In the FE universe, if the Sun is inside the dome which covers and encloses the Earth, Moon, and the sky and everything, and if the Sun is a constant thermonuclear reaction, then we would have radiation fallout all over the Earth beneath the Sun as it  circles around overhead. We have heard that radiation and nuclear fallout is highly toxic, so this might present some health hazards to life on Earth!

Now, if the Sun is NOT powered by the thermonuclear fusion of hydrogen to helium, then how does the Sun work to produce light and heat? (Since it is producing light and heat it must have some energy source, no?) Also, why is the temperatures and light spectrum of the Sun the same as from a hydrogen bomb?




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Flat Earth General / What causes roundness?
« on: February 27, 2019, 02:17:39 PM »
As I understand it, the Earth is flat like a plate, but it's also round like a plate too, with the North Pole at the center and the ice wall of Antarctica going in a circle all the way around the outer edge.

One day looking up at the sky I noticed that the Sun and Moon are also round. With a good telescope you can see that Mars and Jupiter look round too. Are they flat round plates like the Earth?

What causes them to be round this way? Is there a universal force of roundness or something like that? I looked around the FAQ and forums but didn't find a good explanation for this. It would be great if someone would help me out here.

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Flat Earth General / GPS?
« on: February 27, 2019, 01:48:34 PM »
I saw something on the FAQ page here which seems a bit odd. Maybe it's just a typo?

On the FAQ page it says that GPS works by referencing landmarks. I'm sure someone put that in by mistake, because of course GPS doesn't have anything to do with landmarks. It measures changes in radio wave signals from different directions. Then it uses simple math to triangulate the receiver's position based on those signals.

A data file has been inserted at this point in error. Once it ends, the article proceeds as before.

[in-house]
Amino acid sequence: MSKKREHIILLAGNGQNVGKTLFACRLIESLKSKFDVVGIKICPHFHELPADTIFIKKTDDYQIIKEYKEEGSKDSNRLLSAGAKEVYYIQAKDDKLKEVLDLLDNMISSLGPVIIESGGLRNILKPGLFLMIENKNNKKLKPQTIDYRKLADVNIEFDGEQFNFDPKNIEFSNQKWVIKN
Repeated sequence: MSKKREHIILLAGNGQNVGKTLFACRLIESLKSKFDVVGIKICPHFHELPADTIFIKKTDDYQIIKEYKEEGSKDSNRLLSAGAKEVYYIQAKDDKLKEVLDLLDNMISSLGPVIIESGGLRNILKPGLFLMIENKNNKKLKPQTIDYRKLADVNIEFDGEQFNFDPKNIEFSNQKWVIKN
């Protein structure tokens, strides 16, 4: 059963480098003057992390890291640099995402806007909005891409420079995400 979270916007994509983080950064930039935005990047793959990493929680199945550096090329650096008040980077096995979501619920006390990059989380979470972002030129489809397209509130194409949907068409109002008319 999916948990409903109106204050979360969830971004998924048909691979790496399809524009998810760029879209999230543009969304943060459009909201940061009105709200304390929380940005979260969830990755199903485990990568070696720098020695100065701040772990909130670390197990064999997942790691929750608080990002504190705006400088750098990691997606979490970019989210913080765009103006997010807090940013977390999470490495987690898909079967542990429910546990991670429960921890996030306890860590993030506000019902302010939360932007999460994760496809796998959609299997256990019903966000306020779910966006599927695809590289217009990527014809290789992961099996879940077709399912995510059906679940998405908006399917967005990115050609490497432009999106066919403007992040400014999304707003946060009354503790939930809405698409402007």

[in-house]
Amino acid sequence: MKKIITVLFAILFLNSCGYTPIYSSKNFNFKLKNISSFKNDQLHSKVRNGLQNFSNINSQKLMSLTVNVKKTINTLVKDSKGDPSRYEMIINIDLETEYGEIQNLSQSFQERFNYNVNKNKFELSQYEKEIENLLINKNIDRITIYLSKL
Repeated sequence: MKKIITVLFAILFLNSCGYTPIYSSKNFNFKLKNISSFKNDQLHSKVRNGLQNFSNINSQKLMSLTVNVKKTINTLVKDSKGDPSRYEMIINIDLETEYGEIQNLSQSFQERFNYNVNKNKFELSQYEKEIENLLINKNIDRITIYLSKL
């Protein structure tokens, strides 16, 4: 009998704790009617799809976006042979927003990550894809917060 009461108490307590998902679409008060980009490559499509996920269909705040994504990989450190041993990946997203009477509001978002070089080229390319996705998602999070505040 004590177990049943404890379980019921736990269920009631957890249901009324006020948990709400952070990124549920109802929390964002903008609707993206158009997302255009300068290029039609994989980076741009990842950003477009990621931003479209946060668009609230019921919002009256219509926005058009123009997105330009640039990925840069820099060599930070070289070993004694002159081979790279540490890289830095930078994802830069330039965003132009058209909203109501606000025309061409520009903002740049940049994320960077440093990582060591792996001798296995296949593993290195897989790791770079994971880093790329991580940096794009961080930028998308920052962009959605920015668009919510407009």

Maybe the radio signals don't come from outer space, but wherever they do come from that is how GPS determines location. I'm an electronics engineer and would be happy to explain in detail how all the components in a GPS receiver or your phone actually do work. But in any case, it would be great if the owners of the website corrected the misstatement about GPS in the FAQs.

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Flat Earth Debate / Alternative explanation of Gravity
« on: February 27, 2019, 01:44:58 PM »
I'm new to this website and there's a couple of things in the FAQ page that I'm curious about.

It says that "the force known as gravity doesn't exist". Of course this would mean that Einstein's Theories are wrong.

The FAQ says that what seems like gravity is instead "the earth is constantly accelerating up at a rate of 32 feet per second squared."

A quick check of the numbers with my calculator shows that after 2.2 hours the Earth would be going faster than the speed of light.

Now, the FAQ also says that "This acceleration does not violate physics and according to Einstein's theory of special relativity, we can accelerate forever without reaching the speed of light."

This might seem to solve the problem, but it raises some questions.

1. If Einstein's Theory is wrong, then why are we using Einstein's Theory to explain why the Earth never reaches the speed of light even though it's accelerating constantly.

2. I know a little bit about Einstein's Theory because I studied Spacetime Physics in college and know how to read the equations and do the math. So I know that Einstein's Theory doesn't say we can accelerate forever without reaching the speed of light. It actually says that it's impossible to accelerate forever.

For those who haven't actually read Einstein's Theory or done the math themselves, let me explain that acceleration towards the speed of light is covered by what's known as the the Lorentz Factor equations.

So, "Houston, we have a problem." We can't use Einstein's Theory to explain how the Earth can keep accelerating without reaching the speed of light because 1, we don't believe Einstein's Theory, and 2, because Einstein's Theory doesn't say that anyway.

Maybe someone here has other math to explain how the FE explains gravity, or mathematical proofs to show where Einstein's math is wrong? That would be very helpful. Thanks!